The Music Prints from the Augsburg State and City Library 1488 – 1630
438 prints with 105,000 pages
Schletterer-Catalog publ. 1878
Augsburg: City of Music During the Renaissance
In the fifteenth century, the imperial city of Augsburg experienced a rise in economic and political status. The resulting desire of the leading classes to display their newfound wealth and prestige also led to a blooming of the Augsburg musical life, reflected for example in the Institution of the Augsburg City Musicians («Stadtpfeifer»). First appearing in official records in 1388, these were full-time, permanently employed musicians who played not only for official occasions like the meeting of the Imperial Diet or the reception of important visitors, but also for the private festivities of the city's leading families. Of the thirty-five Imperial Diets of the sixteenth century, twelve were held in Augsburg - each time with the participation of countless princes and their massive retinues. The Emperors Maximilian I and Charles V often stopped in Augsburg, and the court chapel of Maximilian I was resident there from 1492 to 1496. Many of its members - the organist and composer Paul Hofhaimer (1459-1537), for example - later gained the right of Augsburg citizenship. The sixteenth century saw not only the occurrence of official cultivation of music through the City Musicians, but also the beginning of musical patronage by individual families, particularly the Fugger family.
The time around 1600 constituted another high point in Augsburg's cultural history. This was true, also, of the musical life of the city, the vitality of which became apparent when, in the years 1600 and 1601, the organist and composer Hans Leo Hassler (1564-1612) was the leader of the Augsburg City Musicians. The significance of the Augsburg Musicians is also clear from the fact that many individuals among them were later taken into service at the court chapels of Munich, Stuttgart, Innsbruck, Salzburg, Ferrara, Mantua, and Florence.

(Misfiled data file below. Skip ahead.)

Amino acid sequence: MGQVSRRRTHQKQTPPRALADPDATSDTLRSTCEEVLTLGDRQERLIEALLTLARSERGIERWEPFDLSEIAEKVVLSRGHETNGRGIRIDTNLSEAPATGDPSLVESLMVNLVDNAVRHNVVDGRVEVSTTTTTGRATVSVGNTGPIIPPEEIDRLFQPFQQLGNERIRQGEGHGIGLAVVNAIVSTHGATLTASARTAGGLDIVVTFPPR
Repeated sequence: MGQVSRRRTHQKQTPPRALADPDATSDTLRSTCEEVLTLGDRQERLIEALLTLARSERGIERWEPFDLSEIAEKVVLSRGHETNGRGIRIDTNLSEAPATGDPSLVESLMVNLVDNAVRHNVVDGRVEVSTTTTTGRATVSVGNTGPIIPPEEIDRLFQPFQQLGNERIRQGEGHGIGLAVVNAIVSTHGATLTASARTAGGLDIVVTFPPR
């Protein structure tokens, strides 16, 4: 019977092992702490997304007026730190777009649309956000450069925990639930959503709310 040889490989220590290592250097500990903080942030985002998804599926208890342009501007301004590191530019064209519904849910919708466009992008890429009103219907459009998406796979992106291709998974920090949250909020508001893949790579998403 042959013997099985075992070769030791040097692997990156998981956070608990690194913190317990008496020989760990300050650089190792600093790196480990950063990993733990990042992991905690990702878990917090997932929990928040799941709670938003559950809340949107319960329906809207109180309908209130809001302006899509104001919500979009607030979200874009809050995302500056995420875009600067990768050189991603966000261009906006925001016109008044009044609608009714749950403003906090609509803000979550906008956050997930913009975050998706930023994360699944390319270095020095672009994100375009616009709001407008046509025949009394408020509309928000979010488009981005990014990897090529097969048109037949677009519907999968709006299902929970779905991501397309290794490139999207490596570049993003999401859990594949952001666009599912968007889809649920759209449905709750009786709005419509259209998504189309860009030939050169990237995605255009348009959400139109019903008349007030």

With regard to ecclesiastical music, the episcopal cathedral and the Benedictine Abbey of St. Ulrich and Afra stand out on the Catholic side.
A Cathedral Choir, complete with conductor and organist, was established in 1561. The high tide of the patronisation of liturgical music, rung in with the founding of that choir, was cultivated primarily by the composer and vicar of the cathedral, Gregor Aichinger (1564-1628), who had been a student of Giovanni Gabrieli.
On the Protestant side, the choir of St. Anna, the principle Protestant church in the city, is a prominent example.
In 1581, the composer Adam Gumpelzhaimer (1559-1625) became choir master at St. Anna, and the choir performed an extensive interdenominational repertoire under his direction.
The State and City Library of Augsburg
The Augsburg City Library («Stadtbibliothek») was established in 1537. Many cloisters had been dissolved in the course of the Reformation, and so the basic components of the new library were formed from parts of the collections of the abolished mendicant orders such as the Carmelites, Dominicans, and Franciscans. The rector of the Gymnasium of St. Anna (founded in 1531) was named city librarian. In the first years of its existence, the library had an acquisitions budget of 50 Guilders per year. In 1535, 100 Greek manuscripts were purchased in Venice, and their possession brought the Augsburg Library immediate fame. Two seminary libraries with Reformation literature were also purchased. Under its learned leaders - Hieronymus Wolf, for instance, and, later, Georg Henisch - the library was developed in the sixteenth century into a research institute of some note. Following the trail blazed by the Bibliotheca Palatina from Heidelberg to Rome, the Augsburg Library became the most important Protestant library in Germany.
Up to 1618, further considerable expenditures were effected for the expansion of the library, and the Historian and city patron, Marcus Welser (d. 1614), left his 2,266 volume personal library to the city. During the Thirty Years War, however, the previously intensive pursuit of the library's development dropped back markedly. It was only slowly that it later won back a part of its earlier reputation, not to mention its financial and organizational stability. The 1677 order - coming for the first time from a Council Decree - that all Augsburg printers and publishers must deliver to the library a sample copy of every book produced, went a long way in aiding the library's return to status.
A serious setback for the library's development, however, occurred with secularisation. After the imperial city of Augsburg lost its independence in 1806 and was made a part of the Bavarian state, the library had to give all especially precious manuscripts (like the aforementioned Greek MSS), incunabuli, and early prints to the Munich Hofbibliothek. On the other hand, these losses were compensated by large gains from the spoils of secularisation.